Roxburgh Dam was part of the first hydroelectric project to be constructed in the South Island and was officially opened on 3 November 1956. It was commissioned between 1956 -1962. The dam is 76m high and a total of 993,921 cubic metres of concrete was used in its construction and the spillway. The hydro scheme generates 1,650 GWh of electricity annually.

Roxburgh Bridge

The Roxburgh Bridge Pier (1875) and the Roxburgh Suspension Bridge towers (1887) are all what survive of the first two bridges constructed to span the Clutha River at Roxburgh.

Prior to the construction of the first bridge Roxburgh residents used punts to cross the Clutha River. By 1869 there were calls for a bridge to be built but it was not until 1875 that a bridge was installed. The bridge, designed by the Otago Provincial Engineer David Simpson was a very early example in New Zealand of laminated arch span construction.

In September 1878 a severe flood destroyed the Roxburgh Bridge. A new bridge was completed in May 1887. The structure had a single span of 82m supported by 28 cables to which the superstructure was attached.

By 1901 lack of maintenance of the suspension bridge was already a concern of Roxburgh residents. However, the bridge remained in use until 1974 when a replacement steel arch bridge was built alongside it. The 1887 bridge was dismantled leaving only the towers on the Roxburgh side of the river as a monument to early building efforts.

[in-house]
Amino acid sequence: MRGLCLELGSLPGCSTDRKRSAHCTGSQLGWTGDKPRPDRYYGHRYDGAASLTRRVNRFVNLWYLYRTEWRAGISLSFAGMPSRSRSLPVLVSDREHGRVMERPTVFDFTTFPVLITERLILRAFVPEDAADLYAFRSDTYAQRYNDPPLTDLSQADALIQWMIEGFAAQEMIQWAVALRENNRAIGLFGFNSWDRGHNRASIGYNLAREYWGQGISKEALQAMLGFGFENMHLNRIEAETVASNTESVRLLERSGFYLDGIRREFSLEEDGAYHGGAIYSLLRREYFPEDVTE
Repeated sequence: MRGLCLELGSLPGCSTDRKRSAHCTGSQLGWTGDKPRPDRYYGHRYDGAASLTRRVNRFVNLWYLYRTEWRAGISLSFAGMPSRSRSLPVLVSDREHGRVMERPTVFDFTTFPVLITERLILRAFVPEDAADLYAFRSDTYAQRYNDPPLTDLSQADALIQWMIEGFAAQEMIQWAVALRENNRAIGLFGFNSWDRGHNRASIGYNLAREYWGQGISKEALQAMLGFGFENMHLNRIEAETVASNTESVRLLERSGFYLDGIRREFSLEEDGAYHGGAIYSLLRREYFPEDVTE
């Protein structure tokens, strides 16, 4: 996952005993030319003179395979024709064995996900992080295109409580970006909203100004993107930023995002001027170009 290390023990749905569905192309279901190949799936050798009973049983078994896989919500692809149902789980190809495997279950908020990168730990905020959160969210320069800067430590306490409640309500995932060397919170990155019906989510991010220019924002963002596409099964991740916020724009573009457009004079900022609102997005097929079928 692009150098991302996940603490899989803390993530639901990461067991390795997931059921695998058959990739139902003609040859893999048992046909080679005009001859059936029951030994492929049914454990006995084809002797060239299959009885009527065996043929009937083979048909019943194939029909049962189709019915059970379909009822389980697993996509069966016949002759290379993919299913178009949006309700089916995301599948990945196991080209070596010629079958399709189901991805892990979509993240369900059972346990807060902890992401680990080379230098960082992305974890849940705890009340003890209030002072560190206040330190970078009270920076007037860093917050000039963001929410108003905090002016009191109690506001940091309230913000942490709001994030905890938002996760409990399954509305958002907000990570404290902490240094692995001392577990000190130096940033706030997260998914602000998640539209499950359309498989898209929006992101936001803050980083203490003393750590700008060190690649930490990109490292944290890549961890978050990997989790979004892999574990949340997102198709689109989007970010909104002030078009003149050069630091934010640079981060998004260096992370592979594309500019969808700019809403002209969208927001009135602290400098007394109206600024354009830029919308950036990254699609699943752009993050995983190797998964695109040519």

Roxburgh is a popular trail town along the Clutha Gold Trail and is also widely used by cyclists as the end point of a day ride along the Roxburgh Gorge Trail.

Not a bridge, but dam close... crossing the Clutha River at the Roxburgh Dam.

The Roxburgh Bridge connects town to the Clutha Gold Trail. The masonry towers from the original bridge can be seen on the left.

Millers Flat Bridge

The attractively painted blue bowstring arch road bridge at Millers Flat was designed by Robert Hay and construction started in 1897. It was opened in 1899. The heritage-listed bridge is still used as the main road bridge today. It’s a four span steel truss bridge, 176.2m long with four steel 4.9m high bowstring arch spans. The piers comprise of concrete-filled cast iron cylinders which are driven down 9m into the riverbed.

Cyclists on the Clutha Gold Trail can cross the blue bridge to access the Millers Flat Tavern, a great country pub.